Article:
February 17, 2014
To ensure a stable, reliable power supply while enabling a cleaner, more sustainable energy mix at affordable prices, Smart Grid technologies are used as a means of interconnecting resources and optimising the performance of their networks. Smart Grids are today leading to the emergence of a new concept in sustainable urban environments known as "Smart Cities". The Nice Grid initiative in France is Europe's first smart solar district demonstration project. Partnered by Alstom, it prefigures this new urban model.
By coupling power infrastructure with information technologies, Smart Grids optimise the production and distribution of electricity in real time, based on consumption. Thanks to this exchange of information between consumers, distributors, load aggregators and network managers, Smart Grids organise the balance between the various flows. As a result, Smart Grids address 3 key stakes in a context of exponential growth in electricity demand :
- Reduce infrastructure investment by adjusting the networks in line with average consumption patterns instead of maximum levels of consumption,
- Manage consumption level and avoid blackouts,
- Integrate renewables and their specific constaints (intermittent nature of power generation in dispersed production sites).
Systems intelligence: the nerve centre of network performance
A Smart Grid comprises hardware and software components that interact through information and communications technology. All of this is monitored from a main control room. The architecture of Smart Grids comprises three levels:
- Traditional grid equipment (substations, lines, etc.) to transmit electricity at low, medium and high voltage.
- Automated systems that provide a connection between renewable and traditional energy sources, storage solutions and consumers to manage the flow of electricity across the grid. These systems communicate with the control room via dedicated telecommunications solutions.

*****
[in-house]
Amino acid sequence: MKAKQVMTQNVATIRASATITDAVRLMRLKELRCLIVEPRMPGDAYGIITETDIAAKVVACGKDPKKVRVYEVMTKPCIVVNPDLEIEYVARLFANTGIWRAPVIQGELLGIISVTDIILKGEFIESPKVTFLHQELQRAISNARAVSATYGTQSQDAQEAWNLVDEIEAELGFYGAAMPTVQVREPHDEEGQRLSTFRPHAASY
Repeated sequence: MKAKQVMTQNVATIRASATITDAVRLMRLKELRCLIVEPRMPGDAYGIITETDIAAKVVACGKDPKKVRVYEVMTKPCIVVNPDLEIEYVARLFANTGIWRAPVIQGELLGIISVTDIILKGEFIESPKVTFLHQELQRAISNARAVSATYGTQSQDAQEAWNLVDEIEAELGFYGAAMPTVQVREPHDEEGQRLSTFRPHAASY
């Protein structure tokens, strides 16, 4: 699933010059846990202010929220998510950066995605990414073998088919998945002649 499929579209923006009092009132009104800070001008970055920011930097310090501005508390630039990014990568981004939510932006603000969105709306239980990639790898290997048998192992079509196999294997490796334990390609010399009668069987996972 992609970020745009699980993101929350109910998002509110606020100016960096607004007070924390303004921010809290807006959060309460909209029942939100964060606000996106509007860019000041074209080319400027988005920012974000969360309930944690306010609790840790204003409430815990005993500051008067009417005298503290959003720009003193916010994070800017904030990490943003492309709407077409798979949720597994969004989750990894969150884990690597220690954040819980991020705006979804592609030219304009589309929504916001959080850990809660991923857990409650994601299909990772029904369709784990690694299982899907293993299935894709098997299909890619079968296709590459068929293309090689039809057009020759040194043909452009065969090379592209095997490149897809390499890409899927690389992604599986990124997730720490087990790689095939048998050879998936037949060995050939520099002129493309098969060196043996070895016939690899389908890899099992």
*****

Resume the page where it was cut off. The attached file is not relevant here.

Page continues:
- Control rooms using software solutions to manage transactions, balance supply and demand, optimise the flow of electricity across the grid and connect all network facilities.
Alstom is a global leader in mission-critical software solutions with a market share of 13.7%. It is one of the few companies able to offer integrated, real-time management of the multidirectional exchange of information between all aspects of the system..
From Smart Grid to Smart City: Nice Grid, the first smart solar district
The Alpes-Maritimes department in southeast France lies on the periphery of the transmission grid, which is a structural handicap for its electricity supply. However, it also has an abundant supply of renewable energy, especially solar. Headed by ERDF(1), Nice Grid is the first smart solar district demonstration project in Europe
Several hundreds residential and business customers in Carros are participating in the EDF test project. Equipped with solutions enabling voluntary load shedding, these new prosumers can achieve proactive savings during periods of peak demand by following the operator's recommendations. In addition, in case of an incident, an "islanding" zone'with its own photovoltaic generation capacity and storage facilities'can be disconnected from the main grid during a time-limited period. This microgrid can independently ensure continuity of service while maintaining the required voltage and frequency along power lines.
Alstom provides a smart energy management solution which controls and optimises the full range of local energy resources available to solar districts in real time. Alstom also supplied its new MaxSineTM eStorage conversion solution to meet energy-storage needs. It charges or drains batteries based on electricity demand across the power grid, thereby reducing the amount of energy required from the operator, RTE.
Alstom is currently involved in more than 30 major demonstration projects for Smart Cities around the world. Alstom uses these projects to test functionality and different combinations of innovative technological solutions.
Facts & Figures
- Cities currently occupy just 2% of the planet's surface, yet they are home to 50% of the world's population; they use 75% of energy produced and are responsible for 80% of CO2 emissions.
- By 2030, Electricity demand is forecast to increase by 50-70%. 80% of that growth will occur in non-OECD countries, including 38% in China and 13% in India. Source: World Health Organization
- The 2012 India blackouts affected 640 people and represented US$108 million in losses for companies (Source: The Confederation of Indian Industry)
- By 2030, the renewable share of the energy mix will grow by 30% worldwide. This growth is expected to reach 45% in Europe and over 70% in Latin America.
- Europe aims to reduce its GHG emissions by 20% while increasing the share of renewable energies to 20% and improving energy efficiency by 20%. Source: European Commission
- Alstom estimates that the Smart Grid market will be worth '50 billion by 2020, compared with '30 billion today.
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